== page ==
The Michigan Supreme Court changed some of the court rules related to eviction cases. These rule changes go into effect on November 6, 2023. The article Going to Court in an Eviction Case has more details about the changes but some of the major changes are listed below.
- For most cases, the first court date will not be the trial. Instead, it will be a pretrial, where the court has to tell the parties about some of their rights. The trial will be scheduled at least 7 days later. This first court date should be a Zoom or other remote hearing, but check the Summons to be sure.
- If your eviction involves nonpayment of rent, consider applying for rental assistance. If you apply for rent payment assistance, bring proof of the application and tell the judge at your court date. The judge should give you a 14-day stay (pause) in the case to give the application time to go through. You can get 14 more days if you show the court that your application is still being processed or has been approved. Visit the Eviction Resource Page to look for a Housing Assessment and Resource Agency in your area that might be able to help you apply for rental assistance.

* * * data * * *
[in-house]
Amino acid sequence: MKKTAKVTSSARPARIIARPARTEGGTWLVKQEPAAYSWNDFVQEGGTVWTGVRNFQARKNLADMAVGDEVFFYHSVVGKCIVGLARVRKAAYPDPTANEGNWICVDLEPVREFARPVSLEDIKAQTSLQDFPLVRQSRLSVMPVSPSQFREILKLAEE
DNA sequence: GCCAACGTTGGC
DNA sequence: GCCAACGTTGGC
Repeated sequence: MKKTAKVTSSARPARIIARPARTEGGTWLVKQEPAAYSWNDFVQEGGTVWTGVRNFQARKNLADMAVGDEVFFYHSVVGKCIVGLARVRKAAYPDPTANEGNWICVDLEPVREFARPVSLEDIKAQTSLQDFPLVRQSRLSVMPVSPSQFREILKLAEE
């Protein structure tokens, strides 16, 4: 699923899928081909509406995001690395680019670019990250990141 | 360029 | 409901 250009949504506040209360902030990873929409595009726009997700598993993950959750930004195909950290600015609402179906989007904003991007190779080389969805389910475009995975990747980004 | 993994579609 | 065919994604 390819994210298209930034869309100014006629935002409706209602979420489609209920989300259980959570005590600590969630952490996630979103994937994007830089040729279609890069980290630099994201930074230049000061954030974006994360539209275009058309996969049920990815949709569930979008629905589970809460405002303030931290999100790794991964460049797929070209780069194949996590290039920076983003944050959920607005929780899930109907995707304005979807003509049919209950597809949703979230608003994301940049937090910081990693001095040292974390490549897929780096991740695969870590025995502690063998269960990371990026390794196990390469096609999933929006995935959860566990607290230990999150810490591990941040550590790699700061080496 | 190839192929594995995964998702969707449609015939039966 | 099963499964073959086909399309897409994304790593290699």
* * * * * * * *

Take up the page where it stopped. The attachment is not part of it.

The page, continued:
- If you have missed your first court date, you may still be able to participate. Read Judgments in Eviction Cases to learn more about when a judge can make a decision about a case without the tenant in court. Even though the rules have changed for some situations, it is still very important to attend all of your court dates.
- If a landlord does not keep a home up to code or does not have a certificate of compliance in a city where this is required, you can bring this up in your Answer in the case. This was always possible but the new court rule requires that landlords say in their court filing if the home is up to code with all health and safety laws. If this is not true, you have the chance to specifically bring this up in your Answer.